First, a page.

With apologies to the immortal Wang Chung, a few things have changed since those Dance Hall Days. Not that I’m naive enough to confuse the 1980s with the days of Jane Austen, but the world of teens has changed–both for better and for worse.
Let’s Dance. In my high school daughters’ world, homecoming dances are no longer primarily “date” activities. Even upperclassmen often go to the annual dance with a group of friends. These groups, usually including more girls than boys, gather beforehand for a pot-luck dinner at someone’s house (skipping the expense of the traditional dinner out) and for pictures as a herd instead of for portraits as pairs, and it seems the kids who are heading to the dance with dates are almost the exception rather than the rule.
Maybe that is a healthy change. Once upon a time, a couple breaking up probably meant at least one of the two stayed home from the dance. But my daughters and most of their friends are rejecting the two-by-two conditioning that used to be the norm in schools, opting instead for more independence–and, more importantly, for more efficacy. No need to put on their red shoes and dance the blues. They are already learning that their options in life are not dependent upon whether they have (or even want to have) a date, boyfriend, husband, etc. I also choose to believe that girls arriving and leaving as a group are likely to look out for one another. Anything that helps kids stay safe is an upgrade. Feel free to insert your own Safety Dance joke here–no hats required.
As I do from time to time, I questioned my 16 year old daughter’s choice in shoes: 5 inch heels. I reminded her that manufacturers would make more comfortable shoes for women if women refused to buy into the style of high-heels and pointed toes and insisted on comfortable designs. She agreed, but style outweighs comfort in her world. She also explained that as soon as they arrive at the dance the girls check their shoes anyway. They may be voluntary victims of style, but these girls understand that dancing in heels is crazy. When it’s time to get Footloose, they get shoe-loose.
Dress code is another issue. After her first two months as a Catholic school student, my younger daughter came in from her freshman homecoming with word that the nuns had “shawled” girls whose dresses were too revealing. An overly self-revealing young lady would have two choices: add coverage with the shawl, or exit the event. As a dad and as an educator I thought this was a terrific idea. Being Pretty in Pink is a fine goal, but–regardless of whether the student or her parents share the school’s standards of decency–a dance is a school event and should not be confused with a club or bar. Dresses that are loose enough and that cover enough are a reasonable expectation in order for a young lady to have the privilege of attending the dance; and similar criteria must apply to young men. Dress codes are about R-E-S-P-E-C-T: for self, for others, and for setting. My older daughter’s public high school has a somewhat looser dress code, but she knows she still needs to meet her parents’ higher expectations. We give her free reign to buy whatever dress she wants–usually online–but with the caveat that we hold the final say on whether she gets to leave the house wearing it once we see her in it; so far she has shown consistently good judgment, if anything leaning slightly more conservatively than we would have accepted. I want all of my kids to have clean, safe fun, as well as to understand that how someone dresses often affects how others treat him or her.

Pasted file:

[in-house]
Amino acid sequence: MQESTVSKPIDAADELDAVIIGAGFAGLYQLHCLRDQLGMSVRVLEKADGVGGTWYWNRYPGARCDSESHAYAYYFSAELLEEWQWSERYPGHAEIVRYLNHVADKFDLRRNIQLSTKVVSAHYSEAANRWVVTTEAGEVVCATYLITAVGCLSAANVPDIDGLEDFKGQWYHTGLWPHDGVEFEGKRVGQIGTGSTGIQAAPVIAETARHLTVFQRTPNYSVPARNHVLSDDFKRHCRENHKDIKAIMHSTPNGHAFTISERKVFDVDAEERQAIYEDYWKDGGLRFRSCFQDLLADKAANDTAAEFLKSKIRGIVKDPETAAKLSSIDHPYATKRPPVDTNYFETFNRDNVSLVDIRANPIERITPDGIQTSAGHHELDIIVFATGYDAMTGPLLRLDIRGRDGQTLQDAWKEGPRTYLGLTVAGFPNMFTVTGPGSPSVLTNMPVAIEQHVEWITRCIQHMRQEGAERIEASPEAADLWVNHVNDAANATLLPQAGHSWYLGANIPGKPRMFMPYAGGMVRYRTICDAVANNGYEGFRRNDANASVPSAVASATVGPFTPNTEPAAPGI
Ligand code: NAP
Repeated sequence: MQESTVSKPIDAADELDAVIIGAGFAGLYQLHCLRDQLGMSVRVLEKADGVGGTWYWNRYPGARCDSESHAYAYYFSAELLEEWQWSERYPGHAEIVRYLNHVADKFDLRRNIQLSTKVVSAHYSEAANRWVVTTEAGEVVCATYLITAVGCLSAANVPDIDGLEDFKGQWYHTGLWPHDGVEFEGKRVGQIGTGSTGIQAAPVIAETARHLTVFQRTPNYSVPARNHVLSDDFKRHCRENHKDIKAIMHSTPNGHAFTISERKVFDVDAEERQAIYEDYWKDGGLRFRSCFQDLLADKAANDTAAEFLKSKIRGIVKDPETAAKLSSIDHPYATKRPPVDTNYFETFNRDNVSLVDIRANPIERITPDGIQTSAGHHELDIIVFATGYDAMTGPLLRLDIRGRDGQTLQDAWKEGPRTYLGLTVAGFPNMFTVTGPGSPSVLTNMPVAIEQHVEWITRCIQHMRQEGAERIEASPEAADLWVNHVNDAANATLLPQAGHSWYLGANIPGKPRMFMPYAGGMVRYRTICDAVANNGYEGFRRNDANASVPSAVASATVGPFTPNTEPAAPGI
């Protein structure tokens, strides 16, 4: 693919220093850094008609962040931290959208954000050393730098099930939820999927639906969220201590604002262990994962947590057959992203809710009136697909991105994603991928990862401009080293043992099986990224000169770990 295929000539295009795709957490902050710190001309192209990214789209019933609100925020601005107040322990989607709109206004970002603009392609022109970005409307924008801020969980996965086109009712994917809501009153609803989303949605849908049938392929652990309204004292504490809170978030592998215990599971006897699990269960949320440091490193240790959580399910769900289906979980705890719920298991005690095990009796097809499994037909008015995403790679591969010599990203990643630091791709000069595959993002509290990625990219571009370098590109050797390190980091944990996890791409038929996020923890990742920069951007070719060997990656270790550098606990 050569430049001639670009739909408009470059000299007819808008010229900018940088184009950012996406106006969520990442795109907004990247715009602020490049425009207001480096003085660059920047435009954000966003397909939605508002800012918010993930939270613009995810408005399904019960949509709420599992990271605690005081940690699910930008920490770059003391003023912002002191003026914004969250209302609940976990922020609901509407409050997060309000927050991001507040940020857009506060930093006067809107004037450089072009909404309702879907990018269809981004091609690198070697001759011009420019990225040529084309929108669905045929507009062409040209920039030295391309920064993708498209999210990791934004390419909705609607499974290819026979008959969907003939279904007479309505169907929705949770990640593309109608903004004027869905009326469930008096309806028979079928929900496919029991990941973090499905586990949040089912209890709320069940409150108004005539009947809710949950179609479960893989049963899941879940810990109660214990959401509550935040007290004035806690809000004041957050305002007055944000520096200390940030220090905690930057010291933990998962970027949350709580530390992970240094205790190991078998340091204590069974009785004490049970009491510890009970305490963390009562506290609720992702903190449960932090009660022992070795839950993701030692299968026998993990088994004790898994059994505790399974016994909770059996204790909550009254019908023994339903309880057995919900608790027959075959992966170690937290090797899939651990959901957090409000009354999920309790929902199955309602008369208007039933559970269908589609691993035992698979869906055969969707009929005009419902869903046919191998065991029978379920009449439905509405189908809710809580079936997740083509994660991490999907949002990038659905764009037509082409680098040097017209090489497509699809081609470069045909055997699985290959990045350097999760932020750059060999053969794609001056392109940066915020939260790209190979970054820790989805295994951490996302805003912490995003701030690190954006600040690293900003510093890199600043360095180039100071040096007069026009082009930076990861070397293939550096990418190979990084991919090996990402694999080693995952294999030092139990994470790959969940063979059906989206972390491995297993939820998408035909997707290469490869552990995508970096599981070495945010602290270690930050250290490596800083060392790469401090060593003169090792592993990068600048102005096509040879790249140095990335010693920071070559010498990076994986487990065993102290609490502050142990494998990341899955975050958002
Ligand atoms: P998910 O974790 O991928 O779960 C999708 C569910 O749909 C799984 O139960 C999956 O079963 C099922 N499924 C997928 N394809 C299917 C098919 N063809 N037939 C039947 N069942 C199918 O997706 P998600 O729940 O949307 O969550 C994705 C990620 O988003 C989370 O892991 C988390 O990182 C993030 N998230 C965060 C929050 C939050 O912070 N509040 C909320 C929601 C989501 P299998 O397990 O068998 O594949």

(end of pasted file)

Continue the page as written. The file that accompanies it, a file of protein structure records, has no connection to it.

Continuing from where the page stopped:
Dirty Dancing. Peer groups, shoes, and clothing are not nearly so contraversial, however, as the actual conduct at a dance. Much has been written over the last few years about the physical types of dancing teens are engaging in at school events. A quick search of Youtube or Google will reveal troubling videos of girls–someone’s daughters-bent forward, and boys–even a series of boys taking turns–grinding against them from behind. Many schools have instituted explicit “face to face and leave some space” policies to deter this.
Regardless of school policy, my guiding wisdom (or fascist directive, depending upon your point of view) for my kids remains the same as always: Don’t You Forget About Me. Assume I’m walking in. If you’re comfortable with me seeing what you and your friends are doing at the moment if I happen to walk in–and I just might–then all is well. Now, if only more parents would take a similar stance….As Corey Hart once told my generation, we can Never Surrender.